No e-mail today — or else

The author of a book on e-mail management says that excessive use of enterprise messaing systems could be draining a lot of money out of many businesses.

Nancy Flynn, author of the recently released book E-Mail Management: 50 Tips for Keeping Your Inbox Under Control, runs the Columbus, Ohio-based training, consulting, and research company The ePolicy Institute, which has been surveying companies about their e-mailing policies and habits for the last six years.

They have found that e-mails are flooding in, and the constant checking of most e-mail programs is having a severe effect on the bottom line. Many e-mail programs automatically update ever five minutes or so, making for 90 checks a day.

According to Marsha Egan, CEO of the Reading, Pennsylvania-based Egan E-Mail Solutions, it takes four minutes to respond from the interruption of an e-mail, which can add up to another couple of lost hours per day. “E-mail is causing a productivity crisis in the enterprise…it’s the silent corporate cancer,” she said, citing a survey that found that the average businessperson gets around a 100 e-mails per day.

To help combat this, Flynn said, IT professionals could come around and adjust users’ e-mail settings so that the send/receive function would only update every half-hour or so.

She also suggests that employers institute a one-day-a-week policy that forbids any internal office e-mailing. One company “fined” those who went against the ban to donate to a charity, while another forwarded the offending e-mail to the rest of the company to set an example. This frees up employee’s time, and also encourages intra-office communication, which fosters better working relationships, she said.

While she advocates drastically cutting down on obsessive e-mail checking, she suggests tidying up your inbox on Sunday evening can make opening your e-mail on Monday morning a less daunting task. Other tips include refraining from responding to unimportant or copied e-mails, while Egan suggests organizing your inbox to decrease the amount of time spent scrolling for the right ancient message.

The IT department can lend a hand here, said Flynn, by freezing a person’s e-mail account if it reaches a certain size, forcing them to clean out any unnecessary old messages.

Personal e-mailing at work is also becoming a time-wasting cost nightmare, according to Flynn. Her survey found that only 68 per cent of its business responders had written e-mail policies, despite the fact that 86 per cent of employees are writing personal e-mails on company time.

This is another area where the IT department may be called upon to help effect a solution, as they could use software to block the use of instant messaging tools or web-based e-mail applications. If the company decides to have instant messaging in the workplace, an enterprise-grade instant messaging client can be utilized, along with a software product that will monitor, filter, and archive all conversations and e-mails, Flynn said. This could be an antidote to the current situation—while 50 per cent of employees are using downloadable messaging clients, 53 per cent of their bosses don’t know they have them (and only 31 per cent have any kind of instant messaging policy).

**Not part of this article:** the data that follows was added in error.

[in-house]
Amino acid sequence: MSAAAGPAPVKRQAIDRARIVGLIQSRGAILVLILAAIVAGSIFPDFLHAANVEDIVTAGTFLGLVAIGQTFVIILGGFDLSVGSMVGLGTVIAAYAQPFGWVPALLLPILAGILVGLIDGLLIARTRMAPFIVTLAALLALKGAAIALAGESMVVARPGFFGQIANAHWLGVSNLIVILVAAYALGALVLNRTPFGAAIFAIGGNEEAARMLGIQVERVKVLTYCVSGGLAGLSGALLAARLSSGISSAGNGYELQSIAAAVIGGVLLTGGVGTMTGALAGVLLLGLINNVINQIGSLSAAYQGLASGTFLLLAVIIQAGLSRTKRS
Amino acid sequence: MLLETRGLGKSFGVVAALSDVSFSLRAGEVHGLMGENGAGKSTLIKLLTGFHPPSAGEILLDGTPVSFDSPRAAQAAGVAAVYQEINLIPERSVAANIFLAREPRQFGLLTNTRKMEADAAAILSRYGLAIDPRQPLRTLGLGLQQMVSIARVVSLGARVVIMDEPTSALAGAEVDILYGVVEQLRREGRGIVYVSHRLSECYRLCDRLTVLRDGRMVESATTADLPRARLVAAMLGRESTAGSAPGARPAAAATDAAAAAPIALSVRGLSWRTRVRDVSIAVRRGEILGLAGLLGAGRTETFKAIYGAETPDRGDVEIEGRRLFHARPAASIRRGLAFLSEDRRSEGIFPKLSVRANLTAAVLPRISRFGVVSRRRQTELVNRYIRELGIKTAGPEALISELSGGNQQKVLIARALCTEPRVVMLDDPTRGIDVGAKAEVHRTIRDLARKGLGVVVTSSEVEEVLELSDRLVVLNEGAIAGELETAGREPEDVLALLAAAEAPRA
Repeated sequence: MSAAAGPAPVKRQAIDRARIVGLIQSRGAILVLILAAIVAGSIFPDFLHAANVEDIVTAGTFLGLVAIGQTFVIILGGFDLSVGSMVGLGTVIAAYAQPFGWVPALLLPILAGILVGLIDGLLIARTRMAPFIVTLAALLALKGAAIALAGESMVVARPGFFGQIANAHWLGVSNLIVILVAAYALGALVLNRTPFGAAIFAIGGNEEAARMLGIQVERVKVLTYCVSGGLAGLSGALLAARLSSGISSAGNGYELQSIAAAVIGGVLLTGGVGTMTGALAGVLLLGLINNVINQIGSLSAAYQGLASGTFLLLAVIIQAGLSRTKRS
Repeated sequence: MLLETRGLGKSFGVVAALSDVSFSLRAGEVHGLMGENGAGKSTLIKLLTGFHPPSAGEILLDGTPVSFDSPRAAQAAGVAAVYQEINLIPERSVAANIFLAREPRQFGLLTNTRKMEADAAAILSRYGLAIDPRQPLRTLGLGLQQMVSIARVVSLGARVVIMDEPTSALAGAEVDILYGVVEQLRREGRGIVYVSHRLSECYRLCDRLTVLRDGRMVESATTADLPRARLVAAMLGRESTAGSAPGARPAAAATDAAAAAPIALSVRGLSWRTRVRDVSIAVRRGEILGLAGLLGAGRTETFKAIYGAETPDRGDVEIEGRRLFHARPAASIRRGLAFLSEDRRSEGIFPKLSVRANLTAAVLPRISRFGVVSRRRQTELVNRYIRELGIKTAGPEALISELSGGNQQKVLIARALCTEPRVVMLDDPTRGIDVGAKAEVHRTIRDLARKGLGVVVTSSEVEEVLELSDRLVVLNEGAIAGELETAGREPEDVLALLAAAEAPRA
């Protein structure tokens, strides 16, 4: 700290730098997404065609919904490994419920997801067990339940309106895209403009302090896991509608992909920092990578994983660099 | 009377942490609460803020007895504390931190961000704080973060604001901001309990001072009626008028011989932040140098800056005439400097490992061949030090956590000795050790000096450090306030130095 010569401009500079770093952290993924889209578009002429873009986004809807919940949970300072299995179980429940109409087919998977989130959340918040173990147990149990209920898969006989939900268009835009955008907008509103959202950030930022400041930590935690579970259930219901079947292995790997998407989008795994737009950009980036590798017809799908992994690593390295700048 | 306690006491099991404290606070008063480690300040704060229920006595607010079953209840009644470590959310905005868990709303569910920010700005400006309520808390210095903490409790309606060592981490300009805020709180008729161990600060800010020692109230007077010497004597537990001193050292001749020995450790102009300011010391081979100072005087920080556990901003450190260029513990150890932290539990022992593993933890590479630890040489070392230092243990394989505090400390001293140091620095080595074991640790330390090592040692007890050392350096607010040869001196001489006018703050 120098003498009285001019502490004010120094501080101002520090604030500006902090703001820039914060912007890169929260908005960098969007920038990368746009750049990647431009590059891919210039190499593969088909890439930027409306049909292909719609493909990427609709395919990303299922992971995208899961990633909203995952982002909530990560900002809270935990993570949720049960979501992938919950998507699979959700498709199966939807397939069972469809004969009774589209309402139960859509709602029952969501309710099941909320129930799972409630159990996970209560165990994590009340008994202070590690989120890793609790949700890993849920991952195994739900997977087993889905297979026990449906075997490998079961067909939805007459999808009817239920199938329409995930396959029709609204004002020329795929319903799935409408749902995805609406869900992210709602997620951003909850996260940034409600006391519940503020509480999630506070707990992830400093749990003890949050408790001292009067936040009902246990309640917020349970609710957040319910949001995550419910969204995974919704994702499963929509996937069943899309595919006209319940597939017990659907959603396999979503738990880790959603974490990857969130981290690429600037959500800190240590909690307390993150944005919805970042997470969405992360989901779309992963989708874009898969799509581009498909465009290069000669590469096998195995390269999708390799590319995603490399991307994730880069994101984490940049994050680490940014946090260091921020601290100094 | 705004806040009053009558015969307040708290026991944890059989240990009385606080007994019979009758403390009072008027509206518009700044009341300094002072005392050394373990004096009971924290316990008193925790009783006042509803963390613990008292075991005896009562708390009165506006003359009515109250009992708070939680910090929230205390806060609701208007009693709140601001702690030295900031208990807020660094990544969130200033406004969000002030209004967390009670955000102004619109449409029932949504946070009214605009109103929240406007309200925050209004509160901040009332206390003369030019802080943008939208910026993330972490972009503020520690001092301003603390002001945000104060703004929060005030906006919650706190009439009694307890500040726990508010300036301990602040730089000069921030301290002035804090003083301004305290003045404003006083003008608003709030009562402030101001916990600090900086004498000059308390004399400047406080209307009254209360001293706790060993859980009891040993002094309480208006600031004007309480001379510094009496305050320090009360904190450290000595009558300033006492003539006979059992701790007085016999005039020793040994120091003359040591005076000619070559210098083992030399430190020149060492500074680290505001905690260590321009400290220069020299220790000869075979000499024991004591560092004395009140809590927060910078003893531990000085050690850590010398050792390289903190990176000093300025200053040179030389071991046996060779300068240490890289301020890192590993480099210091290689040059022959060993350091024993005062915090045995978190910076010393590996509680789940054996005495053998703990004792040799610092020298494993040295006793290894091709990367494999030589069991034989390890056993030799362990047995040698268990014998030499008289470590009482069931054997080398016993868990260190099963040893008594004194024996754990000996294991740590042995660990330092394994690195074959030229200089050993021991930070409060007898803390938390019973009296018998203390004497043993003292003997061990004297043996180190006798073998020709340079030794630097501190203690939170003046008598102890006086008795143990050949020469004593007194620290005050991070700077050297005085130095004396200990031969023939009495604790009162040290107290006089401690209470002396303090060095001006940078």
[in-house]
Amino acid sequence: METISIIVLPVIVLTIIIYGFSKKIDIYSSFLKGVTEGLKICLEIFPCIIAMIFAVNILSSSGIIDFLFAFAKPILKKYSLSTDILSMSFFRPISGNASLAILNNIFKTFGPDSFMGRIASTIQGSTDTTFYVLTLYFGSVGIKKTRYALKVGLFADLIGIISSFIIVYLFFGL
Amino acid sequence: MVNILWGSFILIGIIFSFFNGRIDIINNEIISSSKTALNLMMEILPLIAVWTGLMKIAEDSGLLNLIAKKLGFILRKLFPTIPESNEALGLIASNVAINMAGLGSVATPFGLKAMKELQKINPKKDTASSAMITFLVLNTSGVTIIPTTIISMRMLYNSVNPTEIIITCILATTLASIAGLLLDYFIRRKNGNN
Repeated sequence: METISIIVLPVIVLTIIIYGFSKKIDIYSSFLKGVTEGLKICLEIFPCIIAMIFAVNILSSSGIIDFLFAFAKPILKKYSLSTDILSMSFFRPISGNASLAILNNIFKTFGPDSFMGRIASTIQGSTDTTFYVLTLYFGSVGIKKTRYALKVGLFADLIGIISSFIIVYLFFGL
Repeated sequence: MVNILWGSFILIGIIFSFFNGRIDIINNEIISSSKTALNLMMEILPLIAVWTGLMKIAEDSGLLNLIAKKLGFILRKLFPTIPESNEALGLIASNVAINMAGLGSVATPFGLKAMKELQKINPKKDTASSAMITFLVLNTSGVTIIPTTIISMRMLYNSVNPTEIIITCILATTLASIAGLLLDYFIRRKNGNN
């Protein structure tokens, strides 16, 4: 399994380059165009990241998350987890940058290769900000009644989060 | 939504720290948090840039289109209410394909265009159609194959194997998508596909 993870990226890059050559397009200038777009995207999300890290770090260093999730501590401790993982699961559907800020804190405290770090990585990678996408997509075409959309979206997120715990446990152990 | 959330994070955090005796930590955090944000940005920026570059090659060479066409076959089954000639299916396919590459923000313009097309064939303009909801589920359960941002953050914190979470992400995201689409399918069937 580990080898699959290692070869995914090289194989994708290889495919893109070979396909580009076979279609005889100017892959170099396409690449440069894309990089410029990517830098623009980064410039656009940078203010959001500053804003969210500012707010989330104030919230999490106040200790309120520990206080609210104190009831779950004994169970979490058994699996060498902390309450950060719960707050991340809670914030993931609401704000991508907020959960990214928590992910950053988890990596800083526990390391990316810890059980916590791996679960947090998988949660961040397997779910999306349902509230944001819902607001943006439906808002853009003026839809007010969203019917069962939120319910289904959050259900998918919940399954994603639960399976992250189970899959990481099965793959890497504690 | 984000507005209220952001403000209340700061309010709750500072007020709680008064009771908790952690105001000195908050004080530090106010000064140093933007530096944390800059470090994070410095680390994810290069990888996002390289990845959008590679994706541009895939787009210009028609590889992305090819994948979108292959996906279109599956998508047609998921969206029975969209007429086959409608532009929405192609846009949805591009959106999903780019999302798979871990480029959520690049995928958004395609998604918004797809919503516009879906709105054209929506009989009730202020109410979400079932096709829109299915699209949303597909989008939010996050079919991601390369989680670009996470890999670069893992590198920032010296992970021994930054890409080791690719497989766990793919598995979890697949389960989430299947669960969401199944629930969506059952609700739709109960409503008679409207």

According to David Skoll, president of the Ottawa-based anti-spam software company Roaring Penguin , he has seen it all when it comes to e-mail management. Said Skoll: “From a policy standpoint, we’ve seen the whole spectrum, from upper management telling their employees that ‘This is the way it’s going to be’ to execs telling IT ‘We don’t understand e-mail, so you do everything.’”

Flynn found that fifty-five per cent of employers monitor their employees e-mail usage, while 36 per cent actually use keystroke logging programs to track content and time inputted at the keyboard. This helps employers ferret out those breaking the rules—twenty-six per cent of employers surveyed had fired someone for inappropriate e-mail usage.

While employers are increasingly keeping an eye on their employees e-transactions, many of these workers are unaware of this, or that even what they are doing is wrong. “We’ve seen since 2001 growth in organizational (e-mail) policies in place,” said Flynn. “Where they are dropping the ball is educating their employees. E-mail management is not keeping pace with technology—blogs, YouTube, instant messaging, text messaging, social networking sites.”

She said that the best way to keep abreast of the problem is to enlist a team to craft the policies. The team, she said, should ideally include the IT director, the human resources director, the business records manager, the company’s legal counsel, and as senior an executive as possible. Flynn said, “You need to have people who are up-to-date with the latest technology.”

Said Skoll: “You have to have that mixture. It’s (management’s) job to set policies, but IT staff understand the limitations and possibilities or e-mail.”

Once the policies are in place, education is the key to reducing unnecessary or inappropriate e-mail checking and writing, according to Flynn: “You must establish written policies, educate the workforce, and then enforce them with technological tools.”

“You need to change the cultural understanding (in the workplace)—you don’t have to check it all the time,” said Egan.

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